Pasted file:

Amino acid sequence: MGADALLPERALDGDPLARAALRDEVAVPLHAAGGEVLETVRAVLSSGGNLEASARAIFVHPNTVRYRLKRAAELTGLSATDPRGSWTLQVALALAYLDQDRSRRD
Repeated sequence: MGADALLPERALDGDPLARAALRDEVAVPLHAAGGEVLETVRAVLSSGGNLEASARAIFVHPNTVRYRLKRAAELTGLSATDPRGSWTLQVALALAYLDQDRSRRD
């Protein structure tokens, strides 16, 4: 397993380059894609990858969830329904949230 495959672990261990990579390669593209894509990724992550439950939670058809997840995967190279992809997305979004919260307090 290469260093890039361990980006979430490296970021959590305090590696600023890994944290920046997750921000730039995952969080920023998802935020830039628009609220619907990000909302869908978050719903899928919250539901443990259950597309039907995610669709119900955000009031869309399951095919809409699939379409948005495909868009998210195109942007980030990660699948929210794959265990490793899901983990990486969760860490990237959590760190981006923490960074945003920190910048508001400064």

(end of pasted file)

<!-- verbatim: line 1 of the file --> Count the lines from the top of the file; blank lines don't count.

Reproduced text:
Amino acid sequence: MGADALLPERALDGDPLARAALRDEVAVPLHAAGGEVLETVRAVLSSGGNLEASARAIFVHPNTVRYRLKRAAELTGLSATDPRGSWTLQVALALAYLDQDRSRRD